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AmLit, Latitudes: Jennifer Sternad Ponce de León
"Moctezuma’s Headdress & Zapatista Coffee by the Danube: The Decolonial Politics of Raiders of the Lost Crown"
Thursday, April 7, 2016 - 3:30pm to 5:00pm

FBH, Grad Lounge

Presented by Latitudes, co-sponsored by AmLit:

Professor Jennifer Sternad Ponce de León, "Moctezuma’s Headdress & Zapatista Coffee by the Danube: The Decolonial Politics of Raiders of the Lost Crown"

Pre-circulated readings include
1) the series of emails disseminated as part of Raiders of the Lost Crown (please contact Howie Tam at haot@sas.upenn.edu) and
2) the manifesto "Sixth Declaration of the Lacandon Jungle" (2005) found online in
English: http://enlacezapatista.ezln.org.mx/sdsl-en/
Spanish: http://enlacezapatista.ezln.org.mx/sdsl-es/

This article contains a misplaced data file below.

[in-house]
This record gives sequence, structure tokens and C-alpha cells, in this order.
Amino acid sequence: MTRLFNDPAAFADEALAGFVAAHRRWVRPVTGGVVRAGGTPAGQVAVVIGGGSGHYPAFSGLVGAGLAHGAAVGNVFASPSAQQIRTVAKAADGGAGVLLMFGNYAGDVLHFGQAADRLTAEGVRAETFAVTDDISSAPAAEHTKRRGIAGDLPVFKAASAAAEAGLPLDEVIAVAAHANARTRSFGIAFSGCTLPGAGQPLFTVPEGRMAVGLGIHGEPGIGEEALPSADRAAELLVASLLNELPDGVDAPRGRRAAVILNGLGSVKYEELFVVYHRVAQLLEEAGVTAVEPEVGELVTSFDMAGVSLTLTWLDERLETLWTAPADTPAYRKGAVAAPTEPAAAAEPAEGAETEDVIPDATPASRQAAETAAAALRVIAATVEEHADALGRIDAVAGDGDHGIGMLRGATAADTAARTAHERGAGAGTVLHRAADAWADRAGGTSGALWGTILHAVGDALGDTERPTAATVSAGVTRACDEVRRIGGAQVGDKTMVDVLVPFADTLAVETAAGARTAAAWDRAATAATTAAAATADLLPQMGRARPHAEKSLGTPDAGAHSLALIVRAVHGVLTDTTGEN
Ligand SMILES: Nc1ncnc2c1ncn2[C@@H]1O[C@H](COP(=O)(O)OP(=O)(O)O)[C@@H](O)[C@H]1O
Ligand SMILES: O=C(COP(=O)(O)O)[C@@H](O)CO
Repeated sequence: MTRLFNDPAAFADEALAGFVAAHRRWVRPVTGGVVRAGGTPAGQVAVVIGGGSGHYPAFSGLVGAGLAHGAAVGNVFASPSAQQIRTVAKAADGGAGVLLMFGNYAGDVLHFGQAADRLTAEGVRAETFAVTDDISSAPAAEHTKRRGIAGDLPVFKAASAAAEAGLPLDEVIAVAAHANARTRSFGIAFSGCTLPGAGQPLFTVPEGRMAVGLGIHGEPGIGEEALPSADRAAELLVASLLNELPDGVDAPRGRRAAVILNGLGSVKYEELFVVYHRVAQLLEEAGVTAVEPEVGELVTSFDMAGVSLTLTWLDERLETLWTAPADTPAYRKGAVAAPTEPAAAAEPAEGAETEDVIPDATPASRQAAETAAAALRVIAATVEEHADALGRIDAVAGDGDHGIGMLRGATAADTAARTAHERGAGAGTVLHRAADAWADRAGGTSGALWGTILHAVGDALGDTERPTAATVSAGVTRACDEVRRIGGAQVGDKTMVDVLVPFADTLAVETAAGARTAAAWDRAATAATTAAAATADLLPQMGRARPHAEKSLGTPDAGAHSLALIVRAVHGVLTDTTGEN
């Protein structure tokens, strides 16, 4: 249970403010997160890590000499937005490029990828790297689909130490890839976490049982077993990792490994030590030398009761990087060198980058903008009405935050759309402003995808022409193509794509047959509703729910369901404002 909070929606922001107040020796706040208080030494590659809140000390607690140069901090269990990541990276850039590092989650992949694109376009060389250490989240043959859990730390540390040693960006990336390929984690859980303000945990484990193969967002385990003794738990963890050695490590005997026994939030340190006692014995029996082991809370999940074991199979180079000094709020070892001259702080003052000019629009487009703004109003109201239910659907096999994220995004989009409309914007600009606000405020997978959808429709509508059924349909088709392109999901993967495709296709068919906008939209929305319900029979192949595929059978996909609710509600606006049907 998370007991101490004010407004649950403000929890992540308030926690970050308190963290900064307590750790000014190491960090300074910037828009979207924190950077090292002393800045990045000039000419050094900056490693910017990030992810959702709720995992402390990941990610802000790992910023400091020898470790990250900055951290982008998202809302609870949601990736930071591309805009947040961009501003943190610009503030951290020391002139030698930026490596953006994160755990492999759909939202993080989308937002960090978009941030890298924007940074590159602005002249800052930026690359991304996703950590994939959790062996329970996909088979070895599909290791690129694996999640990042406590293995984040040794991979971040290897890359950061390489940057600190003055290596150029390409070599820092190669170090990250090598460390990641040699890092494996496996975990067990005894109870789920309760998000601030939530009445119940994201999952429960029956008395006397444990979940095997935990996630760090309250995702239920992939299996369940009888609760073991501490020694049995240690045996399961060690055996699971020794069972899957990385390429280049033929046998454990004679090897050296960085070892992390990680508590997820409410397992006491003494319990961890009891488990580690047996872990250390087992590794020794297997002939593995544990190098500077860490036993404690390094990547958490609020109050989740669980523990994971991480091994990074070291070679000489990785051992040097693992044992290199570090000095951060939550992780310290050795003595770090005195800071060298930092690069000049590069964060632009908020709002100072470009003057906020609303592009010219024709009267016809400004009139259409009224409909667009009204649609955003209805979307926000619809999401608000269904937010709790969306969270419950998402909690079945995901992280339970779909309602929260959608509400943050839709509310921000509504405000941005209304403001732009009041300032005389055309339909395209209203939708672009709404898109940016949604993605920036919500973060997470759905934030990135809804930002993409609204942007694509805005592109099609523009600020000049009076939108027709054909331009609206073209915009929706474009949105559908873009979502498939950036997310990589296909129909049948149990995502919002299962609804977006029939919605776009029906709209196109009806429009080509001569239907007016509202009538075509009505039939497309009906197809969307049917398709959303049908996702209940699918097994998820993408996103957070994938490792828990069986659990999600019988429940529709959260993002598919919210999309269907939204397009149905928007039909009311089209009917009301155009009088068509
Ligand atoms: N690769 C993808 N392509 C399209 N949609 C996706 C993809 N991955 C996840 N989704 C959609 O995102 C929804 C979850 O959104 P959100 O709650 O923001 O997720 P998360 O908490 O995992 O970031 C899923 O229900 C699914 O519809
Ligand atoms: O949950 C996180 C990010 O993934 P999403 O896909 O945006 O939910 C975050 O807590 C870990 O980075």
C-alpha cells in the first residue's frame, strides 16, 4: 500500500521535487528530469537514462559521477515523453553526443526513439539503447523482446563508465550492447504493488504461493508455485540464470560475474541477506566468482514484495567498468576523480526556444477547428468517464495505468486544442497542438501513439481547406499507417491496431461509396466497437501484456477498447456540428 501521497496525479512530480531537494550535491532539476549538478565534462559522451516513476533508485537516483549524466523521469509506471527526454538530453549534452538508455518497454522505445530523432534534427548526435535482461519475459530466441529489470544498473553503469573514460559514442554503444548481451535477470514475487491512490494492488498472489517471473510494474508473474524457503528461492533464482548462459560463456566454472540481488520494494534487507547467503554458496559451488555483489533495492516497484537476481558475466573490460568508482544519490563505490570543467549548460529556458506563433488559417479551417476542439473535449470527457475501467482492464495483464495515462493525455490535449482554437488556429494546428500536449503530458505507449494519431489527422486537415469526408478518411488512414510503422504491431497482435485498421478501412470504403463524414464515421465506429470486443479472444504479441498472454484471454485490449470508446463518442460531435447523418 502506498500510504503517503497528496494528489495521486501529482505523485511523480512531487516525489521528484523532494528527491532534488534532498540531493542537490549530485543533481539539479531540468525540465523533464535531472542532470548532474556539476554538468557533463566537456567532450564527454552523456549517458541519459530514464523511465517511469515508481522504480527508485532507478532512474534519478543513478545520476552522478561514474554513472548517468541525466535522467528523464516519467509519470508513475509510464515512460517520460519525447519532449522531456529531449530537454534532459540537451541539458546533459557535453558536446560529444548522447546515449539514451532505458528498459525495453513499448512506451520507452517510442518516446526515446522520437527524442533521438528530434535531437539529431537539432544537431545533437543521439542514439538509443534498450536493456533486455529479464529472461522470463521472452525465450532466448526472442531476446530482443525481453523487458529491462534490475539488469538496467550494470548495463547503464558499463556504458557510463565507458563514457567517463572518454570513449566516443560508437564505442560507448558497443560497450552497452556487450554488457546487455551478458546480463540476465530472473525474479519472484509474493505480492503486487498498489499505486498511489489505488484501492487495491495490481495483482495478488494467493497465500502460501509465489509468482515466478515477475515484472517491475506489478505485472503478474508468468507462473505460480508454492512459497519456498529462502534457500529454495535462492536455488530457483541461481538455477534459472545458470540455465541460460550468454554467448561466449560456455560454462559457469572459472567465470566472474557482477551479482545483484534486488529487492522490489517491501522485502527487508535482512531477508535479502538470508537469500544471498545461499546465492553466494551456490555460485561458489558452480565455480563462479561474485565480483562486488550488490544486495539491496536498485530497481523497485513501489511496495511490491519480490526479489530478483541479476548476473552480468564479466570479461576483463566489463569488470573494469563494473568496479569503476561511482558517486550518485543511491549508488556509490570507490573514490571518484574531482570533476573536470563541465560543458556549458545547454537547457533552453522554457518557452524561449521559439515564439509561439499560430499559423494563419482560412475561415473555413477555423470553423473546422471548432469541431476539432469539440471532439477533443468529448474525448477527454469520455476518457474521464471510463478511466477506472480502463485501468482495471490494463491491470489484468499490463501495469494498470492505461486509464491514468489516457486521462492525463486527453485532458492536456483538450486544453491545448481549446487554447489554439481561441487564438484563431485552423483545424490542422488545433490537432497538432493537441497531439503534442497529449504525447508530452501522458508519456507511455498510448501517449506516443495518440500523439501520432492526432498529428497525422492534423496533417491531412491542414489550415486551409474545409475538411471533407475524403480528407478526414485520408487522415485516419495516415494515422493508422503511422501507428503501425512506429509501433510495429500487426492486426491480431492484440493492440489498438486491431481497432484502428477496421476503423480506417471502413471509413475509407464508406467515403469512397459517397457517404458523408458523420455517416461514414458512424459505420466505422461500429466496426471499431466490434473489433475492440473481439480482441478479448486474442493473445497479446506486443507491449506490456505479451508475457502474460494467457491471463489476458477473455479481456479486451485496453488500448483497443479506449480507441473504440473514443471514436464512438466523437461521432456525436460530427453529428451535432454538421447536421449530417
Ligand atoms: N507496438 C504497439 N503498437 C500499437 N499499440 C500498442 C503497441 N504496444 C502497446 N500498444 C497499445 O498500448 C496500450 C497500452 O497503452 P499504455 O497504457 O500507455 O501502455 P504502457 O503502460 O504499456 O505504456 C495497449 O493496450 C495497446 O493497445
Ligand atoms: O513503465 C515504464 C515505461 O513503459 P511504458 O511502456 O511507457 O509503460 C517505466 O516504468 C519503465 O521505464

From Professor Ponce de León: "Raiders of the Lost Crown (2013) is a transmedial narrative and alternative reality game created by artist and writer Fran Ilich under the aegis of the Diego de la Vega Cooperative Media Conglomerate. As a game, Raiders began by proposing a mission: the recapture of a precolonial Nahua (Aztec) headdress that is displayed in Vienna’s World Museum. Raiders’s narrative proceeded through Ilich’s semi-fictional communiqués and petitions, epistolary exchange among a transnational network of players, a guerrilla intervention at the World Museum, and the sale of Zapatista coffee. Essentially, Raiders used a long-standing binational controversy surrounding the rightful ownership of the ancient headdress as a device of emplotment to advance a capacious narrative about continuities between (neo)colonial and (neo)imperial formations in the Americas from Conquest to the present and the histories and possible futures of anticolonial resistance. I argue that Ilich’s alignment with the revolutionary and decolonial thought of the EZLN shapes both the politics and aesthetics of Raiders, as it openly grapples with the challenges of translating the political ideals of Zapatismo to contexts in which metropolitan intellectuals move. Its narrative critically inhabits the language of capitalist finance and property rights to point to outstanding debts of imperialist nations and it looks to indigenous liberation struggles to understand justice in the face of continued neocolonial plunder. Ultimately, in a utopian vein, Raiders gives aesthetic expression to a collective desire for a world beyond European colonial modernity."